Secondary markets are where investors buy and sell securities they already own. They are what most people typically think of as the stock market, though stocks are also sold on the primary market when they are first issued. The national exchanges, such as the New York Stock Exchange (NYSE) and the NASDAQ, are secondary markets.
The term secondary market is also used to refer to the market for any used goods or assets, or an alternative use for an existing product or asset where the customer base is the second market (for example, corn has been traditionally used primarily for food production and feedstock, but a second or third market has developed for use in ethanol production).
Fundamentally, secondary markets mesh the investor’s preference for liquidity (i.e., the investor’s desire not to tie up his or her money for a long period of time, in case the investor needs it to deal with unforeseen circumstances) with the capital user’s preference to be able to use the capital for an extended period of time.
Accurate share price allocates scarce capital more efficiently when new projects are financed through a new primary market offering, but accuracy may also matter in the secondary market because:
a) price accuracy can reduce the agency costs of management, and make hostile takeover a less risky proposition and thus move capital into the hands of better managers; and
b) accurate share price aids the efficient allocation of debt finance whether debt offerings or institutional borrowing.
Though stocks are one of the most commonly traded securities, there are also other types of secondary markets. For example, investment banks and corporate and individual investors buy and sell mutual funds and bonds on secondary markets. Entities such as Fannie Mae and Freddie Mac also purchase mortgages on a secondary market.
Transactions that occur on the secondary market are termed secondary simply because they are one step removed from the transaction that originally created the securities in question. For example, a financial institution writes a mortgage for a consumer, creating the mortgage security. The bank can then sell it to Fannie Mae on the secondary market in a secondary transaction.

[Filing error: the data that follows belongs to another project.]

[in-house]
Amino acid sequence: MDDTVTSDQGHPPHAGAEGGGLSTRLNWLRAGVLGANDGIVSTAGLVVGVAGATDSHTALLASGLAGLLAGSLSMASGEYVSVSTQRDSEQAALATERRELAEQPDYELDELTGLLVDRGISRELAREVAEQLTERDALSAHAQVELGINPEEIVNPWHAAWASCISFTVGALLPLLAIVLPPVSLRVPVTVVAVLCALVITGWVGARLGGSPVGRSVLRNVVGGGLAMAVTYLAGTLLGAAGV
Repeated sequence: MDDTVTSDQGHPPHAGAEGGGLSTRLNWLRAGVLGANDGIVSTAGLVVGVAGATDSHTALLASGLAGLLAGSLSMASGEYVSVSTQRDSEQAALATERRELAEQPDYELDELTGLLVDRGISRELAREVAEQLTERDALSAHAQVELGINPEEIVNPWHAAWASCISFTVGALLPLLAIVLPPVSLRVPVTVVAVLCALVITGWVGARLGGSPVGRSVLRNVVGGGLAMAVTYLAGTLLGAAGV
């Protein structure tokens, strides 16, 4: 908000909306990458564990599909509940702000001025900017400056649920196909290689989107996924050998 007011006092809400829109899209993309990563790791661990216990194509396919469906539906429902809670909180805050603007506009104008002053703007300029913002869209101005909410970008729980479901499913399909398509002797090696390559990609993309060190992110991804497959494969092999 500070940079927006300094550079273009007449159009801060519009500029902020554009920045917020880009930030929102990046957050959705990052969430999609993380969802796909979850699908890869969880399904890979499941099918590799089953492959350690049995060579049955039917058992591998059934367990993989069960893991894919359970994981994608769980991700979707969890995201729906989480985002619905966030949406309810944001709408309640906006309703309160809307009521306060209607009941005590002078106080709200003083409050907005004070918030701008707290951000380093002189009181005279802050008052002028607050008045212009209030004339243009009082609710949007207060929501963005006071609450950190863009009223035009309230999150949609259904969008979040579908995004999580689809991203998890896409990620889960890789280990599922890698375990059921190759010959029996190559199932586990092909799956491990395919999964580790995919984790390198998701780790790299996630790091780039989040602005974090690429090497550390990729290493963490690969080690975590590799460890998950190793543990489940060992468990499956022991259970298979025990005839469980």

– In secondary markets, investors exchange with each other rather than with the issuing entity.
– Through massive series of independent yet interconnected trades, the secondary market drives the price of securities toward their actual value.
Primary vs. Secondary Markets
It is important to understand the distinction between the secondary market and the primary market. When a company issues stock or bonds for the first time and sells those securities directly to investors, that transaction occurs on the primary market. Some of the most common and well-publicized primary market transactions are IPOs, or initial public offerings. During an IPO, a primary market transaction occurs between the purchasing investor and the investment bank underwriting the IPO. Any proceeds from the sale of shares of stock on the primary market go to the company that issued the stock, after accounting for the bank’s administrative fees.
If these initial investors later decide to sell their stake in the company, they can do so on the secondary market. Any transactions on the secondary market occur between investors, and the proceeds of each sale go to the selling investor, not to the company that issued the stock or to the underwriting bank.
Secondary Market Pricing
Primary market prices are often set beforehand, while prices in the secondary market are determined by the basic forces of supply and demand. If the majority of investors believe a stock will increase in value and rush to buy it, the stock’s price will typically rise. If a company loses favor with investors or fails to post sufficient earnings, its stock price declines as demand for that security dwindles.
The number of secondary markets that exists is always increasing as new financial products become available. In the case of assets such as mortgages, several secondary markets may exist. Bundles of mortgages are often repackaged into securities such as GNMA pools and resold to investors.
Private Secondary Markets
Private equity secondary market refers to the buying and selling of pre-existing investor commitments to private equity funds. Sellers of private equity investments sell not only the investments in the fund, but also their remaining unfunded commitments to the funds.
Due to the increased compliance and reporting obligations enacted in the Sarbanes-Oxley Act of 2002, private secondary markets began to emerge, such as SecondMarket and SecondaryLink. These markets are generally only available to institutional or accredited investors, and allow trading of unregistered and private company securities.
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